“I remember in when we went to Zamfara, there was no single human rights organization in Nigeria. We had to take public health community based organization, provide them with human training and natural  resources and governance training and be able to successfully take them to the Senate and watch them  speak for their own ground.

“We developed the first sexual violence response protocol that this country ever had and the entire compendium of that and we have been able to coordinate civil society activity for the Transition Motoring Group.

“We have been able to take messages down to the grassroots and create a community-based para- legal which also birth the Bauchi Human Rights network which had no active human rights organization apart from women in Nigeria which was not really a human rights organization at the time that Global Rights had gone into Bauchi state.

“We have gone into states like Kogi and Ebonyi states and have helped the government at the states and the federal levels to realize that they can work together in natural resource governance and form their own committees.

“I think our impact is well enough for us to sleep well at night.


Enumerating the challenges the NGO had faced over the years, she said: “Our victory has been about people and policy. Our challenges have also been about people and policies.

“That the people, particularly in government have still not embrace the fact that democracy is a situation whereby people are self governed  and so the very people who have elected into office have a place at the table in decision making.

“That we have turned the idea of democracy into ballots and election and have not been able to get past that and we are working with different groups and in different sectors in our national life to ensure that we get past that.”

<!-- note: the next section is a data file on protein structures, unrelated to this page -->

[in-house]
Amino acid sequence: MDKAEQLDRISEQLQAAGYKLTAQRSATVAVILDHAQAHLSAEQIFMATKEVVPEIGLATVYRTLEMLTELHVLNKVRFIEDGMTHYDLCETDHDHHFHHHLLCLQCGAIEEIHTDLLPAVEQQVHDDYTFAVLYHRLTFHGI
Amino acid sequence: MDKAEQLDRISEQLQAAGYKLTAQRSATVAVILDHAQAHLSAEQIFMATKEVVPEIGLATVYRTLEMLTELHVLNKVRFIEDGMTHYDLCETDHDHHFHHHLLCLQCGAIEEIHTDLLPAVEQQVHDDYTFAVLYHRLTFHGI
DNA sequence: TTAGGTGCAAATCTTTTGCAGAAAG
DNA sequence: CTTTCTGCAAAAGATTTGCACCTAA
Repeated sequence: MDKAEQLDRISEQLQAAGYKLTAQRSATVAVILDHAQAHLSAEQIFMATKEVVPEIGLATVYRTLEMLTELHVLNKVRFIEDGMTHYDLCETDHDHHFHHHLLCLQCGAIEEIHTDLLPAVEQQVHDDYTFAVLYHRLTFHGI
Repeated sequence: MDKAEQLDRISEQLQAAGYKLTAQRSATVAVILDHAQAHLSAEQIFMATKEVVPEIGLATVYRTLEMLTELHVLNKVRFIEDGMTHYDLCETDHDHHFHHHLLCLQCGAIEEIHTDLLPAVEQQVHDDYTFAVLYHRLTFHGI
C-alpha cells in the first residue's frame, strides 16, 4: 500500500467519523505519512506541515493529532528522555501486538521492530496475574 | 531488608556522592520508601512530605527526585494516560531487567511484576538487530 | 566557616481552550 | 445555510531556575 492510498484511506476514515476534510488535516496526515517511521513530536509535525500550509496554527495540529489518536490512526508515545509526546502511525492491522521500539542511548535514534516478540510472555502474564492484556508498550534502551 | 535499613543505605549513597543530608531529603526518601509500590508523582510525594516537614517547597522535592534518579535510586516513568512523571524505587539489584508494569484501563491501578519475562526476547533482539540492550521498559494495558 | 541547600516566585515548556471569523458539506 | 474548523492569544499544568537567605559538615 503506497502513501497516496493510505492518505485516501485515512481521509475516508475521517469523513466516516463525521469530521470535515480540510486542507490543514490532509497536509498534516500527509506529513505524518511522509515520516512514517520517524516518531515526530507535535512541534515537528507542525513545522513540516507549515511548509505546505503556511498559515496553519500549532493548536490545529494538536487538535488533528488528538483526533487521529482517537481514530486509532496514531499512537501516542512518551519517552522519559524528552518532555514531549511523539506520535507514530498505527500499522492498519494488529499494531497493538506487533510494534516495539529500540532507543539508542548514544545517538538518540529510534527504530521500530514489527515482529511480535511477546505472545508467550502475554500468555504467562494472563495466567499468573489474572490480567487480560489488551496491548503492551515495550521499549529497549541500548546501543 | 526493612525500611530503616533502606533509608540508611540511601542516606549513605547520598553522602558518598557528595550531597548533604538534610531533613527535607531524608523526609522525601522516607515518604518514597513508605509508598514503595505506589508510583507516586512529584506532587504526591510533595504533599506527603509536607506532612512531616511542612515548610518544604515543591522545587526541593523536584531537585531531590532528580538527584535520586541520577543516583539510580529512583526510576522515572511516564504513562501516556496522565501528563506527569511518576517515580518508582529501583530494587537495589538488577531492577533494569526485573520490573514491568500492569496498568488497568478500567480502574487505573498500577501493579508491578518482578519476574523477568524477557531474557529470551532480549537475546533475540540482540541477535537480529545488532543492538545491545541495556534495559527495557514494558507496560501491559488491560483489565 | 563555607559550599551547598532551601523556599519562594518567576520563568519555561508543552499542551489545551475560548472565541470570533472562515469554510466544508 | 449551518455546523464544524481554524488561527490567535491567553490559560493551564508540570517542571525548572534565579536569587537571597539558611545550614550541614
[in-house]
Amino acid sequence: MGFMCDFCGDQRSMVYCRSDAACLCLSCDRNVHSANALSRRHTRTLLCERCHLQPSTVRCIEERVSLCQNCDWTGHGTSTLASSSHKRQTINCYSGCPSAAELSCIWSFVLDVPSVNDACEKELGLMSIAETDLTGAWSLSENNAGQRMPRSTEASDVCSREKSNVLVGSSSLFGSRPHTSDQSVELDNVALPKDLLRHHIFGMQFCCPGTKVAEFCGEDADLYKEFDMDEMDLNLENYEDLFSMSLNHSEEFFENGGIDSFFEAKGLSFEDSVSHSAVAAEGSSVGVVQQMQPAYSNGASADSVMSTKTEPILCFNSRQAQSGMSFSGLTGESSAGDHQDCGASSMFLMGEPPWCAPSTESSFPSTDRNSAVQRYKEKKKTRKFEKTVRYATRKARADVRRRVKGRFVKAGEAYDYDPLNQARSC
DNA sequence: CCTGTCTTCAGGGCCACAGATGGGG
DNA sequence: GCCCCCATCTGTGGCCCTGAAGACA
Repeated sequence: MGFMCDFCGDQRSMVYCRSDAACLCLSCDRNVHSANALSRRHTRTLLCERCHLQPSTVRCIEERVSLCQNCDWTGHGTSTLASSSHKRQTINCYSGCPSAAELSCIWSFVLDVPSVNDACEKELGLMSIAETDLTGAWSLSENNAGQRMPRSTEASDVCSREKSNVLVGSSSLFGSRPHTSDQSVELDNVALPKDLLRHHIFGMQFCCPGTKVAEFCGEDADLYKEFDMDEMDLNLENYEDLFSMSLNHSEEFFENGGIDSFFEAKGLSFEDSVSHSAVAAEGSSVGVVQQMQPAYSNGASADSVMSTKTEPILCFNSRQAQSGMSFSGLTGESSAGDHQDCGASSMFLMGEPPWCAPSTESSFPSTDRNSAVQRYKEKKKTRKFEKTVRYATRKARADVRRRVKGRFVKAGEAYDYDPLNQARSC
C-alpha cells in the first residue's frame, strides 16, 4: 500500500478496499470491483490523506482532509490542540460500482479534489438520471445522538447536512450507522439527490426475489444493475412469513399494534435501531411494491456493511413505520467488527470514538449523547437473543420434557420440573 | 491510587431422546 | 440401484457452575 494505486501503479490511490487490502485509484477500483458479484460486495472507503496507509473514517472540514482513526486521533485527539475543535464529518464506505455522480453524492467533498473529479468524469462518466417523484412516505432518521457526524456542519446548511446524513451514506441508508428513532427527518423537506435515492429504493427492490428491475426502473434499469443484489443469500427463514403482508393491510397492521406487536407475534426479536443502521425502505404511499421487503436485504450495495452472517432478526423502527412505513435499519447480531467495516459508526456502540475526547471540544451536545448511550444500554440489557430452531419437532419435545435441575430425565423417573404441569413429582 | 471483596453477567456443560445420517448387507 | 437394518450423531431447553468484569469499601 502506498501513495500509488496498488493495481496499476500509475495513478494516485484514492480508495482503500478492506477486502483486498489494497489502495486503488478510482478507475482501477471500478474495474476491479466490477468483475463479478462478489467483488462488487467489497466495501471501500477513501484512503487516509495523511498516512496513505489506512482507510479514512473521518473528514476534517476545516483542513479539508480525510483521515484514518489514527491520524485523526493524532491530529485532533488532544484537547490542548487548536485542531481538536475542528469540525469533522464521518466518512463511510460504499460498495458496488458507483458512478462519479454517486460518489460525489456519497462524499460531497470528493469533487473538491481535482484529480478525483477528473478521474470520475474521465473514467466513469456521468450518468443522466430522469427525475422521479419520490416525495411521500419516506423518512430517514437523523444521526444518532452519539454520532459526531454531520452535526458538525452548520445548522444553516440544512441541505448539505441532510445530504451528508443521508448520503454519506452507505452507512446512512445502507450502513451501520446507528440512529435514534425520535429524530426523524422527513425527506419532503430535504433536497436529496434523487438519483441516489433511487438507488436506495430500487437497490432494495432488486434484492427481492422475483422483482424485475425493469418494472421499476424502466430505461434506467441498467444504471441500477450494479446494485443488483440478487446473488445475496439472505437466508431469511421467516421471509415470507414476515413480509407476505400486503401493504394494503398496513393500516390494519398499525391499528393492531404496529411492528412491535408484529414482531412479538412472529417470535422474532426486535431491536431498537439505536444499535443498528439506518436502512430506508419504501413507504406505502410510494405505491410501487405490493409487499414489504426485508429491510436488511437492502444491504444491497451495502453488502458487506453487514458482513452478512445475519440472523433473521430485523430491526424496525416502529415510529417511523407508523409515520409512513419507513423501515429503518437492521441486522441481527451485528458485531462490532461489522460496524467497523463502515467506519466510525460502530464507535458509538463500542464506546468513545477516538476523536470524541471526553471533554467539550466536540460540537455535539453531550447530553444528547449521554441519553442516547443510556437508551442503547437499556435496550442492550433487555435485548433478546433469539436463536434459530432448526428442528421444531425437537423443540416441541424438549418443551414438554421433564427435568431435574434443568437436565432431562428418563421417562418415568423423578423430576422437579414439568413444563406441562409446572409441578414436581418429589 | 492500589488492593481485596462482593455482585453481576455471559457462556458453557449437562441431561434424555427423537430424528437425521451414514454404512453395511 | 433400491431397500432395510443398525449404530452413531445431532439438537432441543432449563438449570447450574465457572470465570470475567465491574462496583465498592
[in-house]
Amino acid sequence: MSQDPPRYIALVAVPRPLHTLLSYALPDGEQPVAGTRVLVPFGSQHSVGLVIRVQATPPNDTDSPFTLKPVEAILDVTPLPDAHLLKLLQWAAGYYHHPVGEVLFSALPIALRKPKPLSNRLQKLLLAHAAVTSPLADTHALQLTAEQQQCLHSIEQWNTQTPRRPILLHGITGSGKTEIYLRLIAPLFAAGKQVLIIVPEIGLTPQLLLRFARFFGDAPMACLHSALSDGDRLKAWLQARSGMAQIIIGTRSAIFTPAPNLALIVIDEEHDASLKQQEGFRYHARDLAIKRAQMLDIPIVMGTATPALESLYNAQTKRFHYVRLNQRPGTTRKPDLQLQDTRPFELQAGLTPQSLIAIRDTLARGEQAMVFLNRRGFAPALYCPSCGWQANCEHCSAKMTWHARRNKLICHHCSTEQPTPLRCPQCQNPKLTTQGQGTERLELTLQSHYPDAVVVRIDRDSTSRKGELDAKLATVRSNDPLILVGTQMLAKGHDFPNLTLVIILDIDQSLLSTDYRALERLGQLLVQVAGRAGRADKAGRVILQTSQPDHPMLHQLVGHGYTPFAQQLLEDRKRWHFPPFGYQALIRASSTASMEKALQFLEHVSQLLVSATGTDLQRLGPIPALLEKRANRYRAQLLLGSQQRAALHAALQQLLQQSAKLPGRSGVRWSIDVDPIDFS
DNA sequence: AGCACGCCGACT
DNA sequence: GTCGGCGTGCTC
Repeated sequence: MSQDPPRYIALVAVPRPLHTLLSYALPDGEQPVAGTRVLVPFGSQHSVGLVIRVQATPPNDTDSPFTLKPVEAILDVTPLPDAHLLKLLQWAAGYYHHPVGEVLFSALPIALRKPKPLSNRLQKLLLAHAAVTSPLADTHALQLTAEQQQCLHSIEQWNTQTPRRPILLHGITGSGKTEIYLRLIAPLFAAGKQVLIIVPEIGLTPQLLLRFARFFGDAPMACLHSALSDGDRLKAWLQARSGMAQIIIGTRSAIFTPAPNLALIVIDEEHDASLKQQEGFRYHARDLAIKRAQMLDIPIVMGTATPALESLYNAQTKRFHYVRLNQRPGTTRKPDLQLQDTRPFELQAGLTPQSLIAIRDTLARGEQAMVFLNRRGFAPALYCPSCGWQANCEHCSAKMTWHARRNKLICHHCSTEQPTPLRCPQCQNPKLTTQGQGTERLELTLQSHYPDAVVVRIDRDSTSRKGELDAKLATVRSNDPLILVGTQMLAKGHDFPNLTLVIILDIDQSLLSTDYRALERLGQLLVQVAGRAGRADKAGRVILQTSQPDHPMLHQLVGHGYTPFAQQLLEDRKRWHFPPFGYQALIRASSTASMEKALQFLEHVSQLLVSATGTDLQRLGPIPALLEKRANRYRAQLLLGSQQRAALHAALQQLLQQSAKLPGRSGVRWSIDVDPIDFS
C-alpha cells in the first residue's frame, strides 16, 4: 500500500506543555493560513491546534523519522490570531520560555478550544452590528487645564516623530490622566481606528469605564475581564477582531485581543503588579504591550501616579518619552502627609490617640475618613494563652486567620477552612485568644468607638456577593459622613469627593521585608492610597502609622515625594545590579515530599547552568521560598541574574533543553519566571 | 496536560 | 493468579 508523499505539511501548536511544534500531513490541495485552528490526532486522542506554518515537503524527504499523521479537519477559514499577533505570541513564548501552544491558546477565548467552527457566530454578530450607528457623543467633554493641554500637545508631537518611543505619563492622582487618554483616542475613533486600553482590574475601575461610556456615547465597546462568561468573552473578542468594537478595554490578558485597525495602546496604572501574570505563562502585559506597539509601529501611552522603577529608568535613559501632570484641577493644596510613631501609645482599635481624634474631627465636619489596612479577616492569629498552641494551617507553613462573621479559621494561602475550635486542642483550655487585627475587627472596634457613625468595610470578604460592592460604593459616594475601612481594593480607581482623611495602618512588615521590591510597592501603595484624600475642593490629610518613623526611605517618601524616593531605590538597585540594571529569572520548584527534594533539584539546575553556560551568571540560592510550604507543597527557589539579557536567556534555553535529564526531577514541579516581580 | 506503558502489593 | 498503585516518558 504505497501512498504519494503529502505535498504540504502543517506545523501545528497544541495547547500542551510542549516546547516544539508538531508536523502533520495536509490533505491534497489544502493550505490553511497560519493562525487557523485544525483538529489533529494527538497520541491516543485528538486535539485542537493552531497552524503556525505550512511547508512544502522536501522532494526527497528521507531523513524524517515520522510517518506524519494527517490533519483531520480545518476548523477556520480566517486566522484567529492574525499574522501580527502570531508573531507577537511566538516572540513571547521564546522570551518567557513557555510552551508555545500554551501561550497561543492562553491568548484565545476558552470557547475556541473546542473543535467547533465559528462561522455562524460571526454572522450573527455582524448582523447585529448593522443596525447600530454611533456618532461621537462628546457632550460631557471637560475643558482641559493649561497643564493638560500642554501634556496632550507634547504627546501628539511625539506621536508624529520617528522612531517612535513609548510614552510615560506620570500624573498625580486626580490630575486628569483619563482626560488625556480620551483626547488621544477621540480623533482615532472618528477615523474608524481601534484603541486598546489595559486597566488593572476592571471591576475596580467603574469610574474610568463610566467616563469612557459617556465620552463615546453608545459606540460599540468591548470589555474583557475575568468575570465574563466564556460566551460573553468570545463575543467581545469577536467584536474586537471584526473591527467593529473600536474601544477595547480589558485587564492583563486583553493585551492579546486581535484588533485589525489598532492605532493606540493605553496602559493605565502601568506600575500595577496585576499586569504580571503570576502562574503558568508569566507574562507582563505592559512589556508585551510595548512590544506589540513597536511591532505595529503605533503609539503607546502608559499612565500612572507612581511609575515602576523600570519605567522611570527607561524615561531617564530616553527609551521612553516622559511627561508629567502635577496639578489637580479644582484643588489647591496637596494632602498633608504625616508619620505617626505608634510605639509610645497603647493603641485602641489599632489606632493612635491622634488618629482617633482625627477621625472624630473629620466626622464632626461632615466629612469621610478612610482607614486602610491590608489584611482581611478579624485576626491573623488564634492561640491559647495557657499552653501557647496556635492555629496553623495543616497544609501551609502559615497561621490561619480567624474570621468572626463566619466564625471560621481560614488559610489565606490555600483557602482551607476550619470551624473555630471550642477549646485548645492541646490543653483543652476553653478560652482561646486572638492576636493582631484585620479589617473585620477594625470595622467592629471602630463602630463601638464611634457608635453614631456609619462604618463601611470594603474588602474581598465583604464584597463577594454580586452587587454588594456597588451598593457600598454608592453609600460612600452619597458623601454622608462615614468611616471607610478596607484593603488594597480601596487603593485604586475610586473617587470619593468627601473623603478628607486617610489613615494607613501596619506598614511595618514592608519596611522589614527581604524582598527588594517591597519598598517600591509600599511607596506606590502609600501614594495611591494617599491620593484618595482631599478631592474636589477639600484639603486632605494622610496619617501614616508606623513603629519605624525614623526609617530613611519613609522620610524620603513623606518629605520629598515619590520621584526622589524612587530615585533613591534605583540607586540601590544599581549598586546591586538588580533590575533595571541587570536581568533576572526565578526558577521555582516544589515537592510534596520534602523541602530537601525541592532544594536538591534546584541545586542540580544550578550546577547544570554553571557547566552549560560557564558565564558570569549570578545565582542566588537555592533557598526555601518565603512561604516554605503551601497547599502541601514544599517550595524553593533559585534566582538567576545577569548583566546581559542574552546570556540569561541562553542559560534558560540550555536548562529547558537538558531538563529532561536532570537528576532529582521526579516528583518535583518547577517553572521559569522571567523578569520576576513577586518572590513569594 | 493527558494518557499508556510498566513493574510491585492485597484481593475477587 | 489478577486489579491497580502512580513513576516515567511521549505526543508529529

She further explained that: “Our country is a very difficult place to work that the repression on civil society is real. But other than that the people of Nigeria are also resilient and very hard working and will work to develop their own country if they have the right leadership weather in civil society or in government.

Speaking while responding to questions from journalists, the Chairman of the Global Rights Board, Chidi Odinkalu, warned that unless there is a dramatic change, considering the evidence on ground from the elections in Ekiti, Osun and the figures released from the primary elections conducted few days ago across the states of the country, the 2019 general election will be terrible.

He, however, blamed Nigerians for contributing in constraining the civic space which also makes politicians to profit from it.

According to him: “When we complain about civic space and how it is being constrained, we all are constraining our civic space. The only thing is that politicians profit from the facilitation. We are the enablers, however, of the constraining of our civic space.”

While expressing his fears about the 2019 elections, Prof. Odinkalu said: “It will be terrible on the basis of the evidence at the moment, unless we change.

“On the basis of Ekiti and Osun and the figures that have been produced from the primaries, the next year’s election don’t offer a lot of hope. That is my honest view.

“We have the opportunity to change it but we don’t have the massive will to do that.

“Look, everybody saw what happened in Osun and Ekiti, I will not talk much about that. But when people manufacture 2.9 million primary voters in Kano and 1.958 million in Kaduna and 1.92 million in Lagos and 700,000 in Owerri and 558,000 in Edo and all of us sit down and think that those are normal numbers and that is the normal way a democracy should behave, something is wrong.

“This is because these numbers are totally fictitious. Tell me if any of these numbers if real or close to real. None. But we still believe that the next year’s election will happen properly? It will definitely not. And then we are too afraid to say what we know to be the truth that you cannot have 1.9 million voters in a party primary showing up in Lagos in one day and Lagos will be normal. We cannot have 2.9 million voters showing up in Kano in one day and Kano will be normal.”